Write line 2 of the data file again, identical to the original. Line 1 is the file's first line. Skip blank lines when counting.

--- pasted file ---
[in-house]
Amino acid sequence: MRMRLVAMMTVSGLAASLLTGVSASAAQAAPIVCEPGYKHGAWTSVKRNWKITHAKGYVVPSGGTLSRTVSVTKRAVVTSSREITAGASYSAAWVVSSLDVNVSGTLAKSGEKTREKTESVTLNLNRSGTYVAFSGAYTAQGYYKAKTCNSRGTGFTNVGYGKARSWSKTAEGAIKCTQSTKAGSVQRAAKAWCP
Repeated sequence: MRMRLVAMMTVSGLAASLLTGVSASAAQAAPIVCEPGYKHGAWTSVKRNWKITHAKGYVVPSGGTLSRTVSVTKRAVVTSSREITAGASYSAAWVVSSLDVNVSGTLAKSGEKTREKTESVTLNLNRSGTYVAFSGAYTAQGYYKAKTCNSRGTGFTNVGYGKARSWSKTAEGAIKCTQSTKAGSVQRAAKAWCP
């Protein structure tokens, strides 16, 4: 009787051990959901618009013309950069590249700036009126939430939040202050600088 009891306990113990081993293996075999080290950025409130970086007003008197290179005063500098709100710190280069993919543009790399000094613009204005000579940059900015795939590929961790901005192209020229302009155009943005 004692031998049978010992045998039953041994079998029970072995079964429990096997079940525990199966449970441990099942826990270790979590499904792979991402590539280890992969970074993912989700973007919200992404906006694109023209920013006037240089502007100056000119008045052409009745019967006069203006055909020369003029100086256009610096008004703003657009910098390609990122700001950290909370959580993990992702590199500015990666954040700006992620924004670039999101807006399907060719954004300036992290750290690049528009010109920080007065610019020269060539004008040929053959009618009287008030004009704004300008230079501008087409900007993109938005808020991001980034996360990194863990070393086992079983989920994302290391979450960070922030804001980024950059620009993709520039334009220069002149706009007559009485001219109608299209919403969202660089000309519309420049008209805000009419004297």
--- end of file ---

Amino acid sequence: MRMRLVAMMTVSGLAASLLTGVSASAAQAAPIVCEPGYKHGAWTSVKRNWKITHAKGYVVPSGGTLSRTVSVTKRAVVTSSREITAGASYSAAWVVSSLDVNVSGTLAKSGEKTREKTESVTLNLNRSGTYVAFSGAYTAQGYYKAKTCNSRGTGFTNVGYGKARSWSKTAEGAIKCTQSTKAGSVQRAAKAWCP